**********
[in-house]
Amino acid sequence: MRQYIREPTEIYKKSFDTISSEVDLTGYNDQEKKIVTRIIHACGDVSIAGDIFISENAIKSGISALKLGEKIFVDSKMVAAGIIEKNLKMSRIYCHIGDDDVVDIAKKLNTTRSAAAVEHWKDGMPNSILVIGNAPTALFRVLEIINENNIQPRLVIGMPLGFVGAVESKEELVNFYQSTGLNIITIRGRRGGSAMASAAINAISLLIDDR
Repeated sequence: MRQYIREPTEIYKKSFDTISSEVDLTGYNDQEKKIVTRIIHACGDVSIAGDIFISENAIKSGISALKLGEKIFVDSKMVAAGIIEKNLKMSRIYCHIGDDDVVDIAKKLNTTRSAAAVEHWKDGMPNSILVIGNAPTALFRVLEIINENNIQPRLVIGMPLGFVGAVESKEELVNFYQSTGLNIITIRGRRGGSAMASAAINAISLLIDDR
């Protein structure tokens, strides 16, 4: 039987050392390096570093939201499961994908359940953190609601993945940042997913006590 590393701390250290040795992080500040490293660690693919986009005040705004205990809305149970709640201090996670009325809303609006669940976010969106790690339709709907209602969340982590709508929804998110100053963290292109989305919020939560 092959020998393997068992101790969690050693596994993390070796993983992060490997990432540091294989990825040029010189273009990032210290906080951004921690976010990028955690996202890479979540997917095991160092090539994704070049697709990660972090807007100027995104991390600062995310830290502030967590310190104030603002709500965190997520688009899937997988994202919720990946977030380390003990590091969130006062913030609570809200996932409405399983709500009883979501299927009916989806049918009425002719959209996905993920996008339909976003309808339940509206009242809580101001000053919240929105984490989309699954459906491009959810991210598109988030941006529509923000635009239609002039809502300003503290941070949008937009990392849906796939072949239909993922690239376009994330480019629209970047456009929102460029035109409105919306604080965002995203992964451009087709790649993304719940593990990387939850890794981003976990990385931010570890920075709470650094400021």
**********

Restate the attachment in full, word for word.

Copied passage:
[in-house]
Amino acid sequence: MRQYIREPTEIYKKSFDTISSEVDLTGYNDQEKKIVTRIIHACGDVSIAGDIFISENAIKSGISALKLGEKIFVDSKMVAAGIIEKNLKMSRIYCHIGDDDVVDIAKKLNTTRSAAAVEHWKDGMPNSILVIGNAPTALFRVLEIINENNIQPRLVIGMPLGFVGAVESKEELVNFYQSTGLNIITIRGRRGGSAMASAAINAISLLIDDR
Repeated sequence: MRQYIREPTEIYKKSFDTISSEVDLTGYNDQEKKIVTRIIHACGDVSIAGDIFISENAIKSGISALKLGEKIFVDSKMVAAGIIEKNLKMSRIYCHIGDDDVVDIAKKLNTTRSAAAVEHWKDGMPNSILVIGNAPTALFRVLEIINENNIQPRLVIGMPLGFVGAVESKEELVNFYQSTGLNIITIRGRRGGSAMASAAINAISLLIDDR
């Protein structure tokens, strides 16, 4: 039987050392390096570093939201499961994908359940953190609601993945940042997913006590 590393701390250290040795992080500040490293660690693919986009005040705004205990809305149970709640201090996670009325809303609006669940976010969106790690339709709907209602969340982590709508929804998110100053963290292109989305919020939560 092959020998393997068992101790969690050693596994993390070796993983992060490997990432540091294989990825040029010189273009990032210290906080951004921690976010990028955690996202890479979540997917095991160092090539994704070049697709990660972090807007100027995104991390600062995310830290502030967590310190104030603002709500965190997520688009899937997988994202919720990946977030380390003990590091969130006062913030609570809200996932409405399983709500009883979501299927009916989806049918009425002719959209996905993920996008339909976003309808339940509206009242809580101001000053919240929105984490989309699954459906491009959810991210598109988030941006529509923000635009239609002039809502300003503290941070949008937009990392849906796939072949239909993922690239376009994330480019629209970047456009929102460029035109409105919306604080965002995203992964451009087709790649993304719940593990990387939850890794981003976990990385931010570890920075709470650094400021």